Nigeria's Islamist rebel group rejects amnesty deal

The incoming governor of a northern Nigerian state offered an amnesty deal to Boko Haram, a local Islamist rebel group responsible for many attacks and assassinations.

Sunday Alamba/AP
Women look for useful goods at the burned Zonkwa Market in Kaduna, Nigeria, on April 21, 2011. Nigerian officials delayed gubernatorial elections in April in two predominantly Muslim northern states that were wracked by deadly riots and retaliatory violence after the presidential election was won by a Christian from the country's south.

Last week, the governor-elect of Borno State, Northern Nigeria offered an amnesty deal to Boko Haram, the Islamist rebel group headquartered in his state. Since 2009, Boko Haram has staged numerous attacks and assassinations, including the murder of prominent politicians in Borno during Nigeria’s most recent campaign season. Governor-elect Kashim Shettima explained that the amnesty program, explicitly modeled on “aspects of the amnesty programme offered to militants in the country’s oil-producing Niger Delta region,” would involve “invit[ing] [Boko Haram] to a negotiating table as soon as we are in office to find out from them what their problems are and find solutions to them.” The idea of an amnesty has generated controversy, but Shettima seems to believe that a temporary peace would create the conditions for a lasting redress of grievances and the prevention of further violence.

Boko Haram has rejected the amnesty offer in word and now deed. The verbal reaction came in ideological form:

"The spokesman of the sect who gave his name as Abu Dardam in a BBC Hausa programme monitored in Maiduguri [the capital of Borno State], stressed that their reason of not accepting the amnesty is that they don’t recognise democracy as a form of government.

The group also faulted the constitution of the Federal Republic of Nigeria, saying that justice can only be found in the Holy Quran, that is Shariya system of government."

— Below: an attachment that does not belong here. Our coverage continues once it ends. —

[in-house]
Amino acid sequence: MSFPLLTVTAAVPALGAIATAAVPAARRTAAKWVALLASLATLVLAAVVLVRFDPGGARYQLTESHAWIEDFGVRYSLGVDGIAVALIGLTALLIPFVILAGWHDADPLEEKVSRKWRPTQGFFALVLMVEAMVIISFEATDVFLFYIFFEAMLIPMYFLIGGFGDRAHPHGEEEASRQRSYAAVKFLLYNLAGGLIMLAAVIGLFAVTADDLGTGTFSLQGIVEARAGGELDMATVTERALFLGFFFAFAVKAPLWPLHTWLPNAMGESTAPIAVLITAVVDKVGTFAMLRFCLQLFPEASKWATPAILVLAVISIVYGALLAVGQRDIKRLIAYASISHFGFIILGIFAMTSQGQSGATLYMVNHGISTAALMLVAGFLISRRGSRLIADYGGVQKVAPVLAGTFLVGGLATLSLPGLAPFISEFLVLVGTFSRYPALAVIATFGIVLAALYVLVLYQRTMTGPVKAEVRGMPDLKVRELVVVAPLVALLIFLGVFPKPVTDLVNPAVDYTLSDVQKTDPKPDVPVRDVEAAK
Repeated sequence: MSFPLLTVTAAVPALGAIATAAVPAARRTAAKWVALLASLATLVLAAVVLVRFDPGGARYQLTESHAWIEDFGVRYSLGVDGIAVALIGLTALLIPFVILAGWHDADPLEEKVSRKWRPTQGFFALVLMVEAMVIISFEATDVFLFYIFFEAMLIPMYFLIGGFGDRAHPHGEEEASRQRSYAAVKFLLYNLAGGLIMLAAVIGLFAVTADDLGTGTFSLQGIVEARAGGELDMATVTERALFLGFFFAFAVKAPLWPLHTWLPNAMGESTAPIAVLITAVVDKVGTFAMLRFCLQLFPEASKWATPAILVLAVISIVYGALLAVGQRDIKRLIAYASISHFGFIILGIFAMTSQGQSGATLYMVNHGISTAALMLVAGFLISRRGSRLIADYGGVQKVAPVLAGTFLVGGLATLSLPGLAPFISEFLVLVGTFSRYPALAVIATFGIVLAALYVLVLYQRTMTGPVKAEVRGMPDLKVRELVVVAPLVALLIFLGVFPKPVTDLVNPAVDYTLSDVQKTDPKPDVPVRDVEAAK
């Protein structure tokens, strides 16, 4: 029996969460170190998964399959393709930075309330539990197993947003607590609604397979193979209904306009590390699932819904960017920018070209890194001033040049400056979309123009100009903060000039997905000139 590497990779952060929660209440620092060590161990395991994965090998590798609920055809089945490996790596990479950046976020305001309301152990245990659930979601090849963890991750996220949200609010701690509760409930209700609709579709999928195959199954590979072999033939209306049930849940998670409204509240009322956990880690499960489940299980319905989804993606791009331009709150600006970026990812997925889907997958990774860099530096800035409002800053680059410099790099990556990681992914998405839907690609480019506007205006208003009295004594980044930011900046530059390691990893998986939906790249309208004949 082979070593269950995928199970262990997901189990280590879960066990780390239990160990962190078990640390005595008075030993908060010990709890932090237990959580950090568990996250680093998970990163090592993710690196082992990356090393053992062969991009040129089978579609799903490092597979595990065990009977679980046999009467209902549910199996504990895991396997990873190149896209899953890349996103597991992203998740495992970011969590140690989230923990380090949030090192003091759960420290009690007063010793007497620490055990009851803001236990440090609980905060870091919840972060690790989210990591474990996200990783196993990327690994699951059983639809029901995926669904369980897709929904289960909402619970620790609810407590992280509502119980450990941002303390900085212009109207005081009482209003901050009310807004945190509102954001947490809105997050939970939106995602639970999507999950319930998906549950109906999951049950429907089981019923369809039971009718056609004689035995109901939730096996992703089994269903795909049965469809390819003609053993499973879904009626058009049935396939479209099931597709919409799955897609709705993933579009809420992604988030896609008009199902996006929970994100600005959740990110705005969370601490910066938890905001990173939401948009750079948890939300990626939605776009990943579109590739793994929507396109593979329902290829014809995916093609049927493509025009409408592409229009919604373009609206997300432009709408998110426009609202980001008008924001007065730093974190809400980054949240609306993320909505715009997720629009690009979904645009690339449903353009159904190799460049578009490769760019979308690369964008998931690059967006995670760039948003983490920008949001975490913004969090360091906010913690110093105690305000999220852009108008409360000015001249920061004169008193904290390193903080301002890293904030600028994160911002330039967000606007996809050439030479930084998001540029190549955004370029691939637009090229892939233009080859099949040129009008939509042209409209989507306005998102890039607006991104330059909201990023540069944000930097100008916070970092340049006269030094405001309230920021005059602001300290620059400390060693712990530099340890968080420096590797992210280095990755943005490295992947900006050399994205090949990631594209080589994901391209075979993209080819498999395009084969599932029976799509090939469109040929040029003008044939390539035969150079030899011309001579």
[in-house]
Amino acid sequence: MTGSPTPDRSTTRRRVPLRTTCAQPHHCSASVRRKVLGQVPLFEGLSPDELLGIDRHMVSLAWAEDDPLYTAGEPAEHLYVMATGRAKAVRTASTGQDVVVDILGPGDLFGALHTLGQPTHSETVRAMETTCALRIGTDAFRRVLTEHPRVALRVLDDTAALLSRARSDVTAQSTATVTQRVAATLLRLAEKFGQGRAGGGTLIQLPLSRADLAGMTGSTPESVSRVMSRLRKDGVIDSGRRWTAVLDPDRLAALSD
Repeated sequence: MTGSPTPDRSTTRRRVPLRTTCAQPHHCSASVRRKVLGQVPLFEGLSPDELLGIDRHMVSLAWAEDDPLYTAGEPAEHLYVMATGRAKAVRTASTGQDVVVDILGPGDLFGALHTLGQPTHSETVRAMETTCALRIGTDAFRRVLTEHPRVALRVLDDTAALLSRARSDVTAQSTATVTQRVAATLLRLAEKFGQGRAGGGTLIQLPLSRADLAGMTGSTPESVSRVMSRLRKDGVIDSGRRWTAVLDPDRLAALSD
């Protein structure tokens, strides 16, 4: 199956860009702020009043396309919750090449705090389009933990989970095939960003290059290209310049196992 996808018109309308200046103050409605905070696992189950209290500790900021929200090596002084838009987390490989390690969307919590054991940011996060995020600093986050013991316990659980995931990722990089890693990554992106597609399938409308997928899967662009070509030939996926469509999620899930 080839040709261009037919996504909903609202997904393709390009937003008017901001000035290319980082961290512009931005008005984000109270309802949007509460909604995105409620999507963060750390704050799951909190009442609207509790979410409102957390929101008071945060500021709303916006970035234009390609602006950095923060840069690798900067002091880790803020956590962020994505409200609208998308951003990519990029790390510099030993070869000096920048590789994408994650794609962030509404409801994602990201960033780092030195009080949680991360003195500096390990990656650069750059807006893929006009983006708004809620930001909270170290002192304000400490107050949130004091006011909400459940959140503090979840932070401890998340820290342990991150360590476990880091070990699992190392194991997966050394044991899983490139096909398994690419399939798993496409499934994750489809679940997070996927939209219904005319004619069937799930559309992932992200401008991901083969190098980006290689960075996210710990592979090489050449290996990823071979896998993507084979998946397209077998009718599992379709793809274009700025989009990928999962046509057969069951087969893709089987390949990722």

More on Boko Haram’s statement here.

The physical reaction came in the form of shootings:

"Suspected members of an Islamist sect blamed for a series of attacks in northern Nigeria have shot and killed a driver for a state governor as well as a local chief, police said Friday.

The driver, Mai Kadai, had just left home Friday morning and was on his way to the Borno state governor’s office when two gunmen on motorcycles shot him dead, said police commissioner Mohammed Jinjiri Abubakar.

'From all indications, they knew who he was and were on his trail,' Abubakar told AFP of the attack in Maiduguri, the capital of Borno state.

Referring to the Islamist sect, he said: 'Apparently, this attack was carried out by members of Boko Haram. The mode of operation resembles Boko Haram’s.'

The attack followed another late Thursday that saw two motorcycle-riding gunmen open fire on local chief Abba Mukhtar outside his home in Maiduguri, killing him and seriously wounding a friend, police spokesman Lawal Abdullahi said."

…and, it seems, a bombing:

Borno State Police Command has confirmed the killing of two persons in a bomb blast on Friday night in Ruwan Zafi, Maiduguri, the state capital.

The state police public relations officer, PPRO, Malam Lawal Abdullah, who confirmed the deaths, Saturday, said that the bomb was planted on the roadside by unknown persons.

The amnesty offer was, whether you approve of it or not, a creative move. But Boko Haram has firmly rejected it. Shettima still has options he can pursue in addition to – or instead of – a continued crackdown, but a blanket peace deal will likely not work. In a way an amnesty is a blunt political tool. Perhaps now, if Shettima is still looking for ways to address political grievances and remove the emotional forces that motivate the movement, he must consider what scalpels he has available.

Alex Thurston is a PhD student studying Islam in Africa at Northwestern University and blogs at Sahel Blog.

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